Santa Monica Doctor, Two Associates Charged With Prescription Fraud

Saturday, 15 Mar 2014, 9:15:00 AM

Parimal M. Rohit

Prosecutors allege Dr. Daniel Shin, who operates a pain management clinic in Santa Monica, orchestrated a complex scheme with two associates to write and fill “numerous fraudulent prescriptions” for oxycodone, a poppy-derived narcotic providing relief for moderate to severe pain.
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Prosecutors allege Dr. Daniel Shin, who operates a pain management clinic in Santa Monica, orchestrated a complex scheme with two associates to write and fill “numerous fraudulent prescriptions” for oxycodone, a poppy-derived narcotic providing relief for moderate to severe pain.

Severe pain is difficult to endure, but a Santa Monica physician and

two of his associates are potentially facing trial after being charged

with orchestrating an elaborate scheme to fill fraudulent prescriptions

for patients to squelch their grave aches.

Dr. Daniel Shin appeared March 13 at the Foltz

Criminal Justice Center for a preliminary hearing; his two associates,

office manager Thomas Mark Oserasky and colleague Dyno Travato West,

joined him, each facing allegations of prescription fraud.

The three will return to court again April 24, when County District

Attorney’s office stated it hopes to move forward with the preliminary

hearing.

Shin, 48, is being held on $150,000 bail; the bail was $140,000 for West, 37, $30,000, for the 48-year-old Oserasky.

According to the D.A.’s office, all three pleaded not guilty to 21

felony and five misdemeanor counts. The counts include:  “conspiracy to

obtain controlled substances by fraud, issuing false prescriptions,

identity theft, possession of controlled substances and being under the

influence of a controlled substance.”

Prosecuting the case will be deputy district attorneys Ryan Dibble and Emily Street, the D.A.’s office stated.

The prosecutors allege Shin, who operates a pain management clinic in

Santa Monica, orchestrated a complex scheme with Oserasky and West to

write and fill “numerous fraudulent prescriptions” for oxycodone, a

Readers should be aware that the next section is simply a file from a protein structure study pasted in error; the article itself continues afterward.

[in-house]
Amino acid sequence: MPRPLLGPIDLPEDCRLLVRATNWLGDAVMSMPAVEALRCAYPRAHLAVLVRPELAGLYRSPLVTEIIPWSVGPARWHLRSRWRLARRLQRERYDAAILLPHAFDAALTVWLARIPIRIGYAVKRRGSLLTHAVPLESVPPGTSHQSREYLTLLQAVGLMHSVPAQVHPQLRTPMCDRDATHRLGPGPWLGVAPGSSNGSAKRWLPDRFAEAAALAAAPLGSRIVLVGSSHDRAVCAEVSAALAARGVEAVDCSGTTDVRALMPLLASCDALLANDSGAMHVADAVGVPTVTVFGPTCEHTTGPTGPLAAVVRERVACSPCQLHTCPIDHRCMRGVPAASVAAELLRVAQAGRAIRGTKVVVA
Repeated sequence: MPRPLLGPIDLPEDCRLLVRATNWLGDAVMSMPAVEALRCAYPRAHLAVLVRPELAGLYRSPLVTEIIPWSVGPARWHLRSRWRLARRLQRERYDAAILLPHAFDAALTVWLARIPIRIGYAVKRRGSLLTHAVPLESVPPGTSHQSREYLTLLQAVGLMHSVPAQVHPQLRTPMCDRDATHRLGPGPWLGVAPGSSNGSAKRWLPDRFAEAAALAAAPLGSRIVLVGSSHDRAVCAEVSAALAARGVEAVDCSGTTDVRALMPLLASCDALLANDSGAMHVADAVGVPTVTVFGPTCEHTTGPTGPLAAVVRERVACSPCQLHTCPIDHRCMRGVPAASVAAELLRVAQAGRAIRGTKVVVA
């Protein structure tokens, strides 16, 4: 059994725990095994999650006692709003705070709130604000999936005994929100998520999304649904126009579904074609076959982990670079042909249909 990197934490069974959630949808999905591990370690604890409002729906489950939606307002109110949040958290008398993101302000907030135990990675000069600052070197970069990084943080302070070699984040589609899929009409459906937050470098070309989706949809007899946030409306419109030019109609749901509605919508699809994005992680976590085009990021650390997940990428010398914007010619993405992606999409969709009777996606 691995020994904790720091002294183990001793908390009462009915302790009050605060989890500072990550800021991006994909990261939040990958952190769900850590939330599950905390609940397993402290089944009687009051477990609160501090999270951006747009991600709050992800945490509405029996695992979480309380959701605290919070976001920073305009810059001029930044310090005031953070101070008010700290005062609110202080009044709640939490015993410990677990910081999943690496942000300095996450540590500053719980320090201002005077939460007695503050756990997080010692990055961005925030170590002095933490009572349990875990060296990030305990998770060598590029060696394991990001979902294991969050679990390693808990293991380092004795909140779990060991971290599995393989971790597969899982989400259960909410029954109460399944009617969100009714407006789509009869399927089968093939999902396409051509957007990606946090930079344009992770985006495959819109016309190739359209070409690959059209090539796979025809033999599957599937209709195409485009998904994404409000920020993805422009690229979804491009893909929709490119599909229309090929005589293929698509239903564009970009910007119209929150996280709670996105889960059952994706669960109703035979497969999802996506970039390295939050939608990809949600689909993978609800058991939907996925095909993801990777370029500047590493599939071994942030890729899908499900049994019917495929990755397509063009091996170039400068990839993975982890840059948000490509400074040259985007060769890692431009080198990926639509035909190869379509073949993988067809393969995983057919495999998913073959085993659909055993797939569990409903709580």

poppy-derived narcotic providing relief for moderate to severe pain.

Shin, Oserasky, and West were arrested and charged after the County

Sheriff’s Dept. and its health task force conducted an investigation of

the prescription scheme, where Shin allegedly wrote numerous medicine

orders to be filled by his colleagues.

According to the D.A.’s office, a conviction could result in Shin

facing nine years in local custody, while Oseransky might face up to 52

months in local custody.

With a prior residential burglary conviction on his record, West faces up to 14 years in state prison, if convicted.

Oxycodone, which nowadays is often prescribed as OxyContin, has been

in use for nearly 100 years. It was developed in Germany in 1916 and is

generally prescribed to those from severe or chronic pain.

An oxycodone profile on the University of Maryland’s Center for

Substance Abuse Research website states the prescription can be

addictive similar to alcohol, heroin, or marijuana.

“Every age group has been affected by illicit use of oxycodone and

its perceived safety,” the profile reads. “Sometimes seen as a ‘white

collar’ addiction, oxycodone abuse has increased among all ethnic and

economic backgrounds. OxyContin can be rather expensive. A 40mg tablet

(prescribed from a doctor) costs approximately $4, but the street value

(the cost when illegally obtaining the drug) can range in price from $25

to $40.”

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